I have been thinking a bit about American holiday traditions and what we celebrate these days. Now, I know many of you grew up thinking Christmas was about Jesus away in a manger, but I want to tell you there is a different reality for many in America. Personally, growing up Christmas was about Santa Claus and getting stuff. Later in life - after that horrible day when you find out that "he isn't real" you expect expensive presents from your parents. Of course you join in the whole Santa conspiracy from the top end of the ladder enjoying the delight of the younger cousins and kids in the family. This year after seeing that almost all the cartoons on television were about Rudolph, Frosty and Satan Claus I realized that something has really shifted in our celebrations and holidays. In many ways, Christmas is about celebrating nothing. What do I mean?
Some of you may very well know that our word "holiday" derives from the Old English haligdæg, from halig "holy" + dæg "day." In other words, a holiday was a holiday set aside for observance and celebration of something. Usually holidays are created by people for the remembering of important or sacred events. This pretty much carries throughout all cultures where people set aside time to remember important things from their histories. We still observe this concept pretty much today, but something strange is happening with Christmas. For all the Christians reading this post, this really will not apply. For believers in Christ still celebrate advent and incarnation...although on the awkward day of December 25th (for a short history of this go here). Yet for many others Christmas comes once a year to celebrate something for sure...namely, CHRISTMAS!!!
In other words, many now celebrate a holiday to celebrate the holiday. Something has slipped out of the event somehow. We celebrate the holiday itself rather than something sacred or of importance to remember. So what do we really celebrate? Well, my cynical answer would be the percentage of consumer spending and the propping of our "way of life" and economic engine. We spend and buy and go into debt for the sake of our friends and loved ones while it keeps our economy purring along. But that answer is too simplistic for me in light of sociological realities. I don't want to get into taking back Christmas for Jesus arguments here - we can do this in our own families if we fight the demon in the red suit, but I do want to look at the nature of Christmas celebration without Christ's advent central.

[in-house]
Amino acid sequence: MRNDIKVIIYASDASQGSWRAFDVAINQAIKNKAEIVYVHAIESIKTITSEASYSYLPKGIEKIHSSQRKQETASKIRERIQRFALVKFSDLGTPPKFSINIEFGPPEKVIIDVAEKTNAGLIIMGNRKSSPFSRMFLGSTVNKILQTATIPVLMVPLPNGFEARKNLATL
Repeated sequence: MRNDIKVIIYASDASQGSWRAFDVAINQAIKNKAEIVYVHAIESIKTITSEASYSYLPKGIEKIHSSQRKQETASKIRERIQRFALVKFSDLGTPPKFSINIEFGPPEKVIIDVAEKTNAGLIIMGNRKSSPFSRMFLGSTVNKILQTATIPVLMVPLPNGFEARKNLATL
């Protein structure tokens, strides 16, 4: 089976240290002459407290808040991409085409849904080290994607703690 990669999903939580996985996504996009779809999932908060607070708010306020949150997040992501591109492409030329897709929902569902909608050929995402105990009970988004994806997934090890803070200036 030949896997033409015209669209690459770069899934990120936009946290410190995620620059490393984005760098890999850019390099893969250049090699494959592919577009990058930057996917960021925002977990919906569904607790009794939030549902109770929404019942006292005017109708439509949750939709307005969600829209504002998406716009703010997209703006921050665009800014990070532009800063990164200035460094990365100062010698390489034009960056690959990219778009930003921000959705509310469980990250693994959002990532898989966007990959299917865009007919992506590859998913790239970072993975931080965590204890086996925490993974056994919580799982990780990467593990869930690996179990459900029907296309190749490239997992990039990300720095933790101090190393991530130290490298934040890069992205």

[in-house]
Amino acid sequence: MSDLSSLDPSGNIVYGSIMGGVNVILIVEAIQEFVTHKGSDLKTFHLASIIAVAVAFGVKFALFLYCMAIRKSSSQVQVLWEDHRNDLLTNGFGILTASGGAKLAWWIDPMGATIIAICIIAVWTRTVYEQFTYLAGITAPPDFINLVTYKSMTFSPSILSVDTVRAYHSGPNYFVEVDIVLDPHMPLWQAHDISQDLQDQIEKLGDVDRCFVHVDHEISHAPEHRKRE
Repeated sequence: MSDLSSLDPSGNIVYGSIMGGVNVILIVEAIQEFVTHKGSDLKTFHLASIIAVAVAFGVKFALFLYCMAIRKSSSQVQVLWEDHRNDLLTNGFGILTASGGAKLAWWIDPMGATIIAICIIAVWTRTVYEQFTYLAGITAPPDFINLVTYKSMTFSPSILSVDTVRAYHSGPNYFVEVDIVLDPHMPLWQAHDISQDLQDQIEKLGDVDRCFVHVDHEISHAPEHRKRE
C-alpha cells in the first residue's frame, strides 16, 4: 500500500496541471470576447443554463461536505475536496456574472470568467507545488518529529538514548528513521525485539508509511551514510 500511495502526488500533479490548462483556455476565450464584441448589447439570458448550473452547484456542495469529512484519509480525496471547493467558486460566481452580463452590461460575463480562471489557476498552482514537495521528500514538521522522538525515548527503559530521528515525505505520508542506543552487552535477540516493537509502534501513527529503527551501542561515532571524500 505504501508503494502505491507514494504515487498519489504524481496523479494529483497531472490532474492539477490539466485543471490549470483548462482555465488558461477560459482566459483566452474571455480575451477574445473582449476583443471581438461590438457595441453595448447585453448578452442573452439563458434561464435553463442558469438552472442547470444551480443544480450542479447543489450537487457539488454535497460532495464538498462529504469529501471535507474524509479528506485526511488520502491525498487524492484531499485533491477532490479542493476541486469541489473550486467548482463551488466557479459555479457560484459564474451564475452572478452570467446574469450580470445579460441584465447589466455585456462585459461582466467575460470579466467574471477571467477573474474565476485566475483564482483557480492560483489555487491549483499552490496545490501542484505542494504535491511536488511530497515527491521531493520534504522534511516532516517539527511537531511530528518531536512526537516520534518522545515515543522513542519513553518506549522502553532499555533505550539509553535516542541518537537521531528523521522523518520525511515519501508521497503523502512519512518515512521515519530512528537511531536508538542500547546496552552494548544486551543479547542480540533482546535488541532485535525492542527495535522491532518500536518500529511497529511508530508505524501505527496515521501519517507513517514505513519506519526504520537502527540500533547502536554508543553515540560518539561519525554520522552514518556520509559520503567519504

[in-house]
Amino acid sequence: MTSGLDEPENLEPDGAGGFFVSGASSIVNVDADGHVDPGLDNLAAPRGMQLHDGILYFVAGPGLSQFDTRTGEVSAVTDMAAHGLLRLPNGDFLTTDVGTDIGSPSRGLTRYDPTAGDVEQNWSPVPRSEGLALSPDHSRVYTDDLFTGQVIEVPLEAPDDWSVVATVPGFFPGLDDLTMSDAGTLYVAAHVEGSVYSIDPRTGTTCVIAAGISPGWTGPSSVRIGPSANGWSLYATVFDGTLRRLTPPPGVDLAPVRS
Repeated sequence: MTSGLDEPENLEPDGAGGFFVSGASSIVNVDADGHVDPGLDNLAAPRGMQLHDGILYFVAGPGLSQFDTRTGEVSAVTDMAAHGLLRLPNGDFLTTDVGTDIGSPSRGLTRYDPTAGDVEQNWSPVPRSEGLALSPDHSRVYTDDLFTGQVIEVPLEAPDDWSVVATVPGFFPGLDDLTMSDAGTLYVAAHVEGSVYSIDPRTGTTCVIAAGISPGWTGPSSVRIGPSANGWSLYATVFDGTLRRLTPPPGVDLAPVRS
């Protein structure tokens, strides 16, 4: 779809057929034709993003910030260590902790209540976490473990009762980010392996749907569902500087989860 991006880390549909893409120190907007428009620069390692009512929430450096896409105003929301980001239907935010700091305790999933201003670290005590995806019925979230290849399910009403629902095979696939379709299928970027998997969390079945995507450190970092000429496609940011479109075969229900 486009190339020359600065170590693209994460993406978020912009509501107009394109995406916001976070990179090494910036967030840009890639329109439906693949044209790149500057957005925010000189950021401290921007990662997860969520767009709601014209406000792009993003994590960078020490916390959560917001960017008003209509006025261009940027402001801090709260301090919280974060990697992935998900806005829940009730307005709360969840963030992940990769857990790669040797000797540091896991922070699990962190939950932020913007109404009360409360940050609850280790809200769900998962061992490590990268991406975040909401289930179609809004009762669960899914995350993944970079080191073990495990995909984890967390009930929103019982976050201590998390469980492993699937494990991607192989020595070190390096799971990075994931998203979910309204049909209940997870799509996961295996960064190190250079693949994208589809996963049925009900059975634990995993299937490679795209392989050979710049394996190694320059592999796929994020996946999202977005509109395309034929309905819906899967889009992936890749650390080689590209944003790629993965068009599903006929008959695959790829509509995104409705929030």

What is celebrated?
Perhaps the easiest way to see what we celebrate is to observe the expectations, affections and movings of your soul. What comes to mind when Christmas is looked forward to? I would guess for many Americans it would be seeing friends, family, and giving and receiving material things. From the view of advertising and attitudes I have observed in children, I would say most are excited about "what they are getting for Christmas." So it seems to me that celebrating Christmas is not the setting apart of a "holy day" but rather a celebration of contemporary values supplemented by exciting children's mythologies like Rudolph guiding a slay and made up magic to fill the emptiness of our souls.
Now, most of this you will say is just plain good fun. I agree - Christmas was and is really fun for me and our family. Yet I am just reminded of the emptying of this holiday - it is a mere rejoicing in what we already like, rather than remembering something important or sacred which defines and marks us as a people. Of course, this may be indicative of what America is - a common set of "holy" days may be forever removed as we simply no longer have a central story of cultural cohesion.
I am thankful we still have some common holidays like July 4th, where we celebrate the creation of our republic, days set aside to remember our fallen soldiers and the freedom they secured, we even have days for presidents and civil right leaders. I thank God for these. But for the Christmas season most of the center is gone in public discourse but is still echoed when we sing some carols in which theology sneaks back in. It sort of both humors me up and fills me with sorrow to hear about my daughters "winter party" in our local public school. I thought what will be left for us to celebrate "together" as a broad public in America - maybe that it is cold, dark and it some parts snows.
I love the diversity of God's creation, the earth and all its peoples. We love parts of many cultures in the world in which we have participated. Yet the great chink in the diversity movements splendor is that it offers no way of unity within the beauty of diversity. It only separates and multiplies us out into ever smaller groups - each needing its own day during the darkest time of the year. Perhaps we will all agree on peace of earth and good will to men - but we dare not ask or care or look into the origin of that phrase or the ontology of of that goodness. This would lead us back towards the holy...which large segments of western culture simply do not want during our holidays.